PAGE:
Updated from 12:06 p.m. EST
Shares in security-software maker
dropped Thursday after an analyst raised issues about its earnings.
In the morning, Summit Analytic analyst Richard Williams initiated coverage with a sell recommendation on Symantec, the maker of the Norton antivirus products with a note that later drew at least one rebuttal from a fellow analyst.
Williams said he believes roughly half of Cupertino, Calif.-based Symantec's pro forma earnings growth in the past and in the next fiscal year is coming from convertible accounting rather than organic operations. He calculated that the way Symantec accounts for its recently issued $600 million convertible bond issue boosts the company's earnings by 2 cents a share each quarter. He explained in a telephone interview that Symantec officials told him that the company reduces interest expenses to calculate pro forma earnings because Symantec assumes the bonds are converted into stock.
Williams noted that Symantec fully accounts for interest in its statements made according to general accounting principles. "We're not saying Symantec is doing anything wrong," Williams said.
Williams also said in his note that he believes business conditions and growth rates are not sufficient to support the stock's current valuation, and he has set a six- to 12-month price target of $25.
"Our issue is with the valuation, not with management, the medium-term direction of the company or even the accounting treatment of convertibles," he wrote.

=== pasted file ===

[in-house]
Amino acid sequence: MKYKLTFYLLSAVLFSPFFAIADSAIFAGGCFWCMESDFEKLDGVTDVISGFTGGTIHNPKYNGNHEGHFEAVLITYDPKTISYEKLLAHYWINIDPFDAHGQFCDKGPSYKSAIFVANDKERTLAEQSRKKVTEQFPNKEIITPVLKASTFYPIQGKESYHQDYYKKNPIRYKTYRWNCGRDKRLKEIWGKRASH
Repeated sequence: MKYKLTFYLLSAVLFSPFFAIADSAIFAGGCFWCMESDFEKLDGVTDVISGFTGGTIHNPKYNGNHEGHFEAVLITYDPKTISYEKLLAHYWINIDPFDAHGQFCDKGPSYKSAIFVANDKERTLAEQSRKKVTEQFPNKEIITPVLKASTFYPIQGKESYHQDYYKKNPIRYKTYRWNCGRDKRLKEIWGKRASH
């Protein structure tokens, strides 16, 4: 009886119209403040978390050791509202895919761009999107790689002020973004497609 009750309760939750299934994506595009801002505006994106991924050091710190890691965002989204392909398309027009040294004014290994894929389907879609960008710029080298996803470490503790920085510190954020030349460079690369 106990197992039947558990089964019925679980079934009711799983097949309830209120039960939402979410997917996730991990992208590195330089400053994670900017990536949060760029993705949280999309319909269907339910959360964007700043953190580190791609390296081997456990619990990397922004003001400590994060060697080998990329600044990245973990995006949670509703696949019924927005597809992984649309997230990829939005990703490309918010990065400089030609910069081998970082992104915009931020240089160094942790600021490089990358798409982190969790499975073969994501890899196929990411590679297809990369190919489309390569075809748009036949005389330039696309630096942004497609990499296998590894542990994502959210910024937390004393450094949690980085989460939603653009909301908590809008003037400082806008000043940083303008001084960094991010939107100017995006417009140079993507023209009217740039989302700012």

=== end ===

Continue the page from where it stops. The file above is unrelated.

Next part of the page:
Shares in Symantec dipped by as much as 10 percent and then bounced back slightly. Shares were down $2.03, or 5.7%, at $33.61 in recent trading.
Symantec spokeswoman Genevieve Haldeman declined comment. "We feel we have already communicated our position on this surrounding our earnings announcement," she said.
A footnote in the company's latest quarterly earnings report explained that pro forma diluted net income per share excludes the interest expense.
Other analysts, however, expressed confusion over Williams' note. A.G. Edwards analyst Mary O'Rourke Werner issued a note Wednesday rebutting him, saying that Symantec accounts for its debt in a way that is most dilutive to earnings. "We feel the analyst is simply misunderstanding accounting rules," she said. She owns a position in the stock.
One day earlier, Janney Montgomery Scott analyst Joel P. Fishbein Jr. initiated coverage on Symantec with an accumulate rating, calling it "one of our favorite players in the Internet security market." He set a price target of $43, estimating earnings could increase 20% to 25% during the next three years. His firm has done no banking for Symantec.
Including acquisition costs related to its Axent purchase, Symantec broke even for the quarter that ended Dec. 28, down from net earnings of 21 cents a year ago. Excluding such costs, the company earned 78 cents a share, beating the 52-cent consensus estimate gathered by Thomson Financial/First Call.